Intelligent Recognition of Acoustic and Vibration Threats for Security Breach Detection, Close Proximity Danger Identification, and Perimeter Protection

Supplement: Best Papers from the IEEE Conference on Technologies for Homeland Security

Alireza A. Dibazar, Ali Yousefi, Hyung O. Park, Bing Lu, Sageev George, and Theodore W. Berger

ABSTRACT:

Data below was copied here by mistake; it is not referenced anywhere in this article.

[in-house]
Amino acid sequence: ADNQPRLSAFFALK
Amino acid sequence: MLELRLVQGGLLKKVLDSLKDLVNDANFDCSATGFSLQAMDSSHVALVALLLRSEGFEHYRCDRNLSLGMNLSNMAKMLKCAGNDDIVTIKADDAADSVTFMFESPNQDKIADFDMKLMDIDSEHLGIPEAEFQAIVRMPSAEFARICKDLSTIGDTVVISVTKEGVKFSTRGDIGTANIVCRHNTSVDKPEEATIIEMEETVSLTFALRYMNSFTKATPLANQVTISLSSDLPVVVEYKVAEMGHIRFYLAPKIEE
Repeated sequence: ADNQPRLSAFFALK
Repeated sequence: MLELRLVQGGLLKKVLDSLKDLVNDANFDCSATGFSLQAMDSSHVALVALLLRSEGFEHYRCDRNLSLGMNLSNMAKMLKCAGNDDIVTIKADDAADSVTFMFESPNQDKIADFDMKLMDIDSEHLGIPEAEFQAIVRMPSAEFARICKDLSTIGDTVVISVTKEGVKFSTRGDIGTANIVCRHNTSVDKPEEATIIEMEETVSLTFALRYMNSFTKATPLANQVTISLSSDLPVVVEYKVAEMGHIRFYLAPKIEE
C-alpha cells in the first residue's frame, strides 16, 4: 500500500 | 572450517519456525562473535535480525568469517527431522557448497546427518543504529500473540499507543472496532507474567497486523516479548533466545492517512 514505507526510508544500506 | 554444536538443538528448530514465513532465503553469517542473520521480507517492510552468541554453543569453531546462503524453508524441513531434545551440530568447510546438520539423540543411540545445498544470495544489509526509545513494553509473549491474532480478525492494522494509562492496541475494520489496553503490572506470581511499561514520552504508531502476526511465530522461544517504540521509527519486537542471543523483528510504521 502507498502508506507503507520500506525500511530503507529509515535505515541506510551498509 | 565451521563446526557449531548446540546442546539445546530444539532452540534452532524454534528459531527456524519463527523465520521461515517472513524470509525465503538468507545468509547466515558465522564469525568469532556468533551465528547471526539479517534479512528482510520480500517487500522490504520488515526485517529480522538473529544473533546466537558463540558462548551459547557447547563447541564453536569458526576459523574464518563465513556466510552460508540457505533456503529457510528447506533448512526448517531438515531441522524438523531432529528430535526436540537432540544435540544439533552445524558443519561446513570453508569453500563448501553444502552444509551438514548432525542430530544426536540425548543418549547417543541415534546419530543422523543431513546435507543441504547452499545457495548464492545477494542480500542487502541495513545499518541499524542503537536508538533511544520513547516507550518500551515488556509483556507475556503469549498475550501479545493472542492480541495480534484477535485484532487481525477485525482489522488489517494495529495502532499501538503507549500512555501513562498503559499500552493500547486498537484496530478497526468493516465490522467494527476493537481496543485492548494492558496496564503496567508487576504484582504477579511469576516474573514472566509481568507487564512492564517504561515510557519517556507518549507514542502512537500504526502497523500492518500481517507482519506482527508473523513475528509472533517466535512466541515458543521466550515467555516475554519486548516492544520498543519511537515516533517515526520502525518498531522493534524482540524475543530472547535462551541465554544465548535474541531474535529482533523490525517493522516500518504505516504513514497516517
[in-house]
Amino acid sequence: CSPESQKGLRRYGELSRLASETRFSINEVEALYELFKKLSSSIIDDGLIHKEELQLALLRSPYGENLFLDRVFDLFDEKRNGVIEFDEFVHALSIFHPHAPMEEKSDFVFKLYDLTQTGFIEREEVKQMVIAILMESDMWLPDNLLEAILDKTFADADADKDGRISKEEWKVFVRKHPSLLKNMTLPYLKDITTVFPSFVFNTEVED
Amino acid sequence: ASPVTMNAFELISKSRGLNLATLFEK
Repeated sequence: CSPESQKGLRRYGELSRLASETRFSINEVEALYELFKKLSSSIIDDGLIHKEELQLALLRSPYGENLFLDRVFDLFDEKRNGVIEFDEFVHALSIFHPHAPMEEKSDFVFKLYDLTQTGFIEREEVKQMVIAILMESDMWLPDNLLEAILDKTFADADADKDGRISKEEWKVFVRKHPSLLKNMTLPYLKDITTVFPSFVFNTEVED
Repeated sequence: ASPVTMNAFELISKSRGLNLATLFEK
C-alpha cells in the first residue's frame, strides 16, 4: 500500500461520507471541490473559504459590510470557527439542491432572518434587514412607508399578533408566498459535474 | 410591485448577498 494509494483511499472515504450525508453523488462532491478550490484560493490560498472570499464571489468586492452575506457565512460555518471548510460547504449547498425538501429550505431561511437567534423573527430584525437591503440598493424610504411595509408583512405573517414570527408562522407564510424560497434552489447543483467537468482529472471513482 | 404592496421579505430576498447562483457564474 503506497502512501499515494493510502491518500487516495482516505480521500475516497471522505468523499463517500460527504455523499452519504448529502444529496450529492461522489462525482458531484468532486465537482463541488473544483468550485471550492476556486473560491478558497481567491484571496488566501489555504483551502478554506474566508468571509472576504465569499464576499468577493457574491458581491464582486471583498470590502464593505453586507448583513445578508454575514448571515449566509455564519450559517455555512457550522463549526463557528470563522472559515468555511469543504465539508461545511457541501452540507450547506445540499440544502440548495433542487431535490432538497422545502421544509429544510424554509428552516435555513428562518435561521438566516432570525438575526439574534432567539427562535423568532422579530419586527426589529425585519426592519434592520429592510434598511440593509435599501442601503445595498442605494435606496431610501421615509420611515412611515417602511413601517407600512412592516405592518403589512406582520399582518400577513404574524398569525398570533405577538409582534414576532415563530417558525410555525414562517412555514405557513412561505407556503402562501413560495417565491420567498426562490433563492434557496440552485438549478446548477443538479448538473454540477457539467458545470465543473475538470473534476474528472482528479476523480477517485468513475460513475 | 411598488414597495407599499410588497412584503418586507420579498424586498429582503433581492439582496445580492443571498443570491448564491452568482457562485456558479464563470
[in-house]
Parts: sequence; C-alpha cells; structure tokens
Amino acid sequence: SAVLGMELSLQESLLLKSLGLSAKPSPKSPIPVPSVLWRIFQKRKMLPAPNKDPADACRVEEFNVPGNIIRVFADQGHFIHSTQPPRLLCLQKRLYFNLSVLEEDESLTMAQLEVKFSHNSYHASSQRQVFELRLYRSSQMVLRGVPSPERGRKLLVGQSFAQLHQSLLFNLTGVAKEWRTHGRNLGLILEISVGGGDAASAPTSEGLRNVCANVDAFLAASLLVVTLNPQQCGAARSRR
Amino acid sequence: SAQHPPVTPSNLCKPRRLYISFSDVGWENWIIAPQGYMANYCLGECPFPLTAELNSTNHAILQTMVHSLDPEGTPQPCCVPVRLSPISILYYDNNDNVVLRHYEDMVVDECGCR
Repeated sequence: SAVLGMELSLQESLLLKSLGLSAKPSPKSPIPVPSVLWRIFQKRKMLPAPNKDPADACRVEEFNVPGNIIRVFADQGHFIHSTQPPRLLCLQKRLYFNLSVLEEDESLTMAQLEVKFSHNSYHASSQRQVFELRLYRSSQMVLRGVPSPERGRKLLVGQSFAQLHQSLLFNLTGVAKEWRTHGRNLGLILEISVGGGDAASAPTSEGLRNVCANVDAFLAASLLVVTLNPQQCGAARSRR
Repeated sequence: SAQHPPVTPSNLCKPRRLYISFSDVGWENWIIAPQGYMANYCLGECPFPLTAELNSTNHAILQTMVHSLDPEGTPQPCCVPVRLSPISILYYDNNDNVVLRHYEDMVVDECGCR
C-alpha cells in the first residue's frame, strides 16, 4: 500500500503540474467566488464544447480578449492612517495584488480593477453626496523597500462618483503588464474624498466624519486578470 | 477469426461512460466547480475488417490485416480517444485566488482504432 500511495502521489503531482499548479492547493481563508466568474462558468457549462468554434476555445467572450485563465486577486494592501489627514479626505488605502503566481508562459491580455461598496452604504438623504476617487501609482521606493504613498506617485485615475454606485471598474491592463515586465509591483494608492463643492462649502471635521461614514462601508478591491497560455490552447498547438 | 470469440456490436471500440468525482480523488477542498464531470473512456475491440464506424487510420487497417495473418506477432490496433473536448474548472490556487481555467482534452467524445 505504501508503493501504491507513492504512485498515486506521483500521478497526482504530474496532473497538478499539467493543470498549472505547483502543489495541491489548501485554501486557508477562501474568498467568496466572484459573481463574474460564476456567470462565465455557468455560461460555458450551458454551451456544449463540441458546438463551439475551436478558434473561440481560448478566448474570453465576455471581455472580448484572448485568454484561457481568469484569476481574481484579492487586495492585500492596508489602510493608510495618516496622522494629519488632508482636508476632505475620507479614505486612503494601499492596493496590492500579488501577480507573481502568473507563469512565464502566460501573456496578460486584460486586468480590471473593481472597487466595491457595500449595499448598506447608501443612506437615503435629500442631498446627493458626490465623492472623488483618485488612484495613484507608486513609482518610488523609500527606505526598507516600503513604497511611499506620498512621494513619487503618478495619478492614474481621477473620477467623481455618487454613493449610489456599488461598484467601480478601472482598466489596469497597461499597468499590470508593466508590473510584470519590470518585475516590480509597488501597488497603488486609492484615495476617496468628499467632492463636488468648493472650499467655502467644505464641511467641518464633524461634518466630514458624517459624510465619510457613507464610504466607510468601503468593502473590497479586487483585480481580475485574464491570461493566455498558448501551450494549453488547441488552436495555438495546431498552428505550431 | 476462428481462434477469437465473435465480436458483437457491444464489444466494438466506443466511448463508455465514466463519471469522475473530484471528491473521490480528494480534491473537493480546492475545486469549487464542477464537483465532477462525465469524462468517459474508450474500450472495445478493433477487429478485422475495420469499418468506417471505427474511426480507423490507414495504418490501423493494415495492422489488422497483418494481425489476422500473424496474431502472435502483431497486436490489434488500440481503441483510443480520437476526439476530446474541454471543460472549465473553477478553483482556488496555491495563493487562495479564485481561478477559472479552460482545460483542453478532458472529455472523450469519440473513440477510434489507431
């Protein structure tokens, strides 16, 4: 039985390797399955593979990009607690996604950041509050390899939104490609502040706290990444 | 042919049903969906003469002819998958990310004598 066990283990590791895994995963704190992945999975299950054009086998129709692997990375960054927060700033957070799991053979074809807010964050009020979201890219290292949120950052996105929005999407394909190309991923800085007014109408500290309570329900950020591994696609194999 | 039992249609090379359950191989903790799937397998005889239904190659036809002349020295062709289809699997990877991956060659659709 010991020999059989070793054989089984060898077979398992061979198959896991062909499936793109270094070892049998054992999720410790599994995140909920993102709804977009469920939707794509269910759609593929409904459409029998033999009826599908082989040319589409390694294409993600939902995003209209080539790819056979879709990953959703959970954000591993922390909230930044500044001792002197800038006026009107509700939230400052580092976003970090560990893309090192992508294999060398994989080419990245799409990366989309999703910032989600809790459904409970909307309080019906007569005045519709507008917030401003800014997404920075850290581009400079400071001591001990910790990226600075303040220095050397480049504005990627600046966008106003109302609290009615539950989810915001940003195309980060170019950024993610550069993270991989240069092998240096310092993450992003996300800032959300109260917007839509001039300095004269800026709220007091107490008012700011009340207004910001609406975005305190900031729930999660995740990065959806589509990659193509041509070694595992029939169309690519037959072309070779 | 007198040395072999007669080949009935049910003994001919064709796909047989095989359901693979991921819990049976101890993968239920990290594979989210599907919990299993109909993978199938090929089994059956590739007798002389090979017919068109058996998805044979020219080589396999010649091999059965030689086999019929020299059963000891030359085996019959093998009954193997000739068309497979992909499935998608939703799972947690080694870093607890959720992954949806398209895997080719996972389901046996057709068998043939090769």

The protection of perimeters in national, agricultural, airport, prison, and military sites, and residential areas against dangerous approaching human and vehicles when using human agents to provide security is expensive or unsafe. Because of this, acoustic/vibration signature identification of approaching human and vehicles threats has attracted increased attention. This paper addresses the development and deployment of three types of acoustic and vibration based smart sensors to identify and report sequential approaching threats prior to the intrusion. More specifically, we have developed: a) acoustic based long range sensor with which vehicles’ engine sound and type can be identified, b) vibration based seismic analyzer which discriminates between human footsteps and other seismic events such as those caused by animals, and c) fence breaching vibration sensor which can detect intentional disturbances on the fence and discriminate between climb, kick, rattle, and lean. All of these sensors were designed with several issues in mind, namely, optimized low power usage, a low number of false positives, small size, secure radio communication, and milspec. The developed vibration based system was installed in an airport with unprotected shore lines in the vicinity of taxi- and run-ways. The system reported an average of less than two false positives per week and zero false negative for the duration of forty-five days. Six fence sensors were installed on the terminal area and end-of-runway chain-link fences where there was possibility of intentional fence climbing. The fence sensors reported no false positives for the duration of forty-five days which included several days of seasonal storms.